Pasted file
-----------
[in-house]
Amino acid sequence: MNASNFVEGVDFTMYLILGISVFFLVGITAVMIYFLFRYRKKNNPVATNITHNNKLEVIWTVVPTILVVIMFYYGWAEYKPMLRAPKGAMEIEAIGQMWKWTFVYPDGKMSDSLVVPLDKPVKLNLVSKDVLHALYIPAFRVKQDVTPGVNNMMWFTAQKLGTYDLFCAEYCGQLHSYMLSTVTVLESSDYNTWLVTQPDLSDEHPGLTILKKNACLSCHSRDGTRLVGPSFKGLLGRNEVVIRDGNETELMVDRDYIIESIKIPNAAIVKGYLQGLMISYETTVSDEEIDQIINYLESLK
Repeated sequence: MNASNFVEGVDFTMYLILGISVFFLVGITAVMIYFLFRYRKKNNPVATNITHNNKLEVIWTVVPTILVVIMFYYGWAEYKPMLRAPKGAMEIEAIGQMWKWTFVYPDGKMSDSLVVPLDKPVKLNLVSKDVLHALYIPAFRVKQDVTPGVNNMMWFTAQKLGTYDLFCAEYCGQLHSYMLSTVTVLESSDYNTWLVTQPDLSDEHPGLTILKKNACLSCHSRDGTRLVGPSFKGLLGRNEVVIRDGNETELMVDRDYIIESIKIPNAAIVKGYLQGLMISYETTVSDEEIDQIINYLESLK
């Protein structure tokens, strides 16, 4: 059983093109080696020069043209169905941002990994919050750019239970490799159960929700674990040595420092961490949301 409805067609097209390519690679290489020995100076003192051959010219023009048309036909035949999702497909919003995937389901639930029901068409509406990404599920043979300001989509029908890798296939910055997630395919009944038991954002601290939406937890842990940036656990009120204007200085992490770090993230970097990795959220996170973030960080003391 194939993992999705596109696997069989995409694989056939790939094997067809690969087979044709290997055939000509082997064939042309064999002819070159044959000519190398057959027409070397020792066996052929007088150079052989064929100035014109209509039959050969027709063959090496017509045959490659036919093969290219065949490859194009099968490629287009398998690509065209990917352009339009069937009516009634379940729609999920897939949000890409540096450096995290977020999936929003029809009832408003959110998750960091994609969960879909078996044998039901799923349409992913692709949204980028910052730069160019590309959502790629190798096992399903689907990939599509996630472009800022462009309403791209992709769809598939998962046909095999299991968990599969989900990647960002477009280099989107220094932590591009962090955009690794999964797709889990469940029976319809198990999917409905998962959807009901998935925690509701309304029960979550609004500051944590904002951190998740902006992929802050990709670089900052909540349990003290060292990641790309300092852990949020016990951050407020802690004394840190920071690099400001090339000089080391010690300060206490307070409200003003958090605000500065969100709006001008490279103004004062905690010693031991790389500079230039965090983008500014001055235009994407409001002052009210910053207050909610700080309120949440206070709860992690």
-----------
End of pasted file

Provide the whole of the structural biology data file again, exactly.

[in-house]
Amino acid sequence: MNASNFVEGVDFTMYLILGISVFFLVGITAVMIYFLFRYRKKNNPVATNITHNNKLEVIWTVVPTILVVIMFYYGWAEYKPMLRAPKGAMEIEAIGQMWKWTFVYPDGKMSDSLVVPLDKPVKLNLVSKDVLHALYIPAFRVKQDVTPGVNNMMWFTAQKLGTYDLFCAEYCGQLHSYMLSTVTVLESSDYNTWLVTQPDLSDEHPGLTILKKNACLSCHSRDGTRLVGPSFKGLLGRNEVVIRDGNETELMVDRDYIIESIKIPNAAIVKGYLQGLMISYETTVSDEEIDQIINYLESLK
Repeated sequence: MNASNFVEGVDFTMYLILGISVFFLVGITAVMIYFLFRYRKKNNPVATNITHNNKLEVIWTVVPTILVVIMFYYGWAEYKPMLRAPKGAMEIEAIGQMWKWTFVYPDGKMSDSLVVPLDKPVKLNLVSKDVLHALYIPAFRVKQDVTPGVNNMMWFTAQKLGTYDLFCAEYCGQLHSYMLSTVTVLESSDYNTWLVTQPDLSDEHPGLTILKKNACLSCHSRDGTRLVGPSFKGLLGRNEVVIRDGNETELMVDRDYIIESIKIPNAAIVKGYLQGLMISYETTVSDEEIDQIINYLESLK
């Protein structure tokens, strides 16, 4: 059983093109080696020069043209169905941002990994919050750019239970490799159960929700674990040595420092961490949301 409805067609097209390519690679290489020995100076003192051959010219023009048309036909035949999702497909919003995937389901639930029901068409509406990404599920043979300001989509029908890798296939910055997630395919009944038991954002601290939406937890842990940036656990009120204007200085992490770090993230970097990795959220996170973030960080003391 194939993992999705596109696997069989995409694989056939790939094997067809690969087979044709290997055939000509082997064939042309064999002819070159044959000519190398057959027409070397020792066996052929007088150079052989064929100035014109209509039959050969027709063959090496017509045959490659036919093969290219065949490859194009099968490629287009398998690509065209990917352009339009069937009516009634379940729609999920897939949000890409540096450096995290977020999936929003029809009832408003959110998750960091994609969960879909078996044998039901799923349409992913692709949204980028910052730069160019590309959502790629190798096992399903689907990939599509996630472009800022462009309403791209992709769809598939998962046909095999299991968990599969989900990647960002477009280099989107220094932590591009962090955009690794999964797709889990469940029976319809198990999917409905998962959807009901998935925690509701309304029960979550609004500051944590904002951190998740902006992929802050990709670089900052909540349990003290060292990641790309300092852990949020016990951050407020802690004394840190920071690099400001090339000089080391010690300060206490307070409200003003958090605000500065969100709006001008490279103004004062905690010693031991790389500079230039965090983008500014001055235009994407409001002052009210910053207050909610700080309120949440206070709860992690």